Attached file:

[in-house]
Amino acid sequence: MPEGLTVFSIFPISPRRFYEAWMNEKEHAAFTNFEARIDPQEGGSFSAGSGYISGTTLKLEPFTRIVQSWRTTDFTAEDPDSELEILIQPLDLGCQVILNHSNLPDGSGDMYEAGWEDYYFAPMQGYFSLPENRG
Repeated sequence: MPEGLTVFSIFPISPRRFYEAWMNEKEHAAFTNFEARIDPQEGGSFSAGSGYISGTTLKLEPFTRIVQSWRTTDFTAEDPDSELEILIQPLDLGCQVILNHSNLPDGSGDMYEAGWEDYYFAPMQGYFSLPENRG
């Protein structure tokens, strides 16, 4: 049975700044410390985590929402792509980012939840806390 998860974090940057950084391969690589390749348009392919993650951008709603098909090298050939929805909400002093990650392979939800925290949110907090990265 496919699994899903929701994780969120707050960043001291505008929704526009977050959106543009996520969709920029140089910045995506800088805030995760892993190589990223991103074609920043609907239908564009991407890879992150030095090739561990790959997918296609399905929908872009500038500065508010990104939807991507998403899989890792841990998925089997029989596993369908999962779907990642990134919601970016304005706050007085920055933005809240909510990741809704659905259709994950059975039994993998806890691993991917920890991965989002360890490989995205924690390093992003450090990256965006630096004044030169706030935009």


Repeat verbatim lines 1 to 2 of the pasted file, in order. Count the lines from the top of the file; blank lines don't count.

[in-house]
Amino acid sequence: MPEGLTVFSIFPISPRRFYEAWMNEKEHAAFTNFEARIDPQEGGSFSAGSGYISGTTLKLEPFTRIVQSWRTTDFTAEDPDSELEILIQPLDLGCQVILNHSNLPDGSGDMYEAGWEDYYFAPMQGYFSLPENRG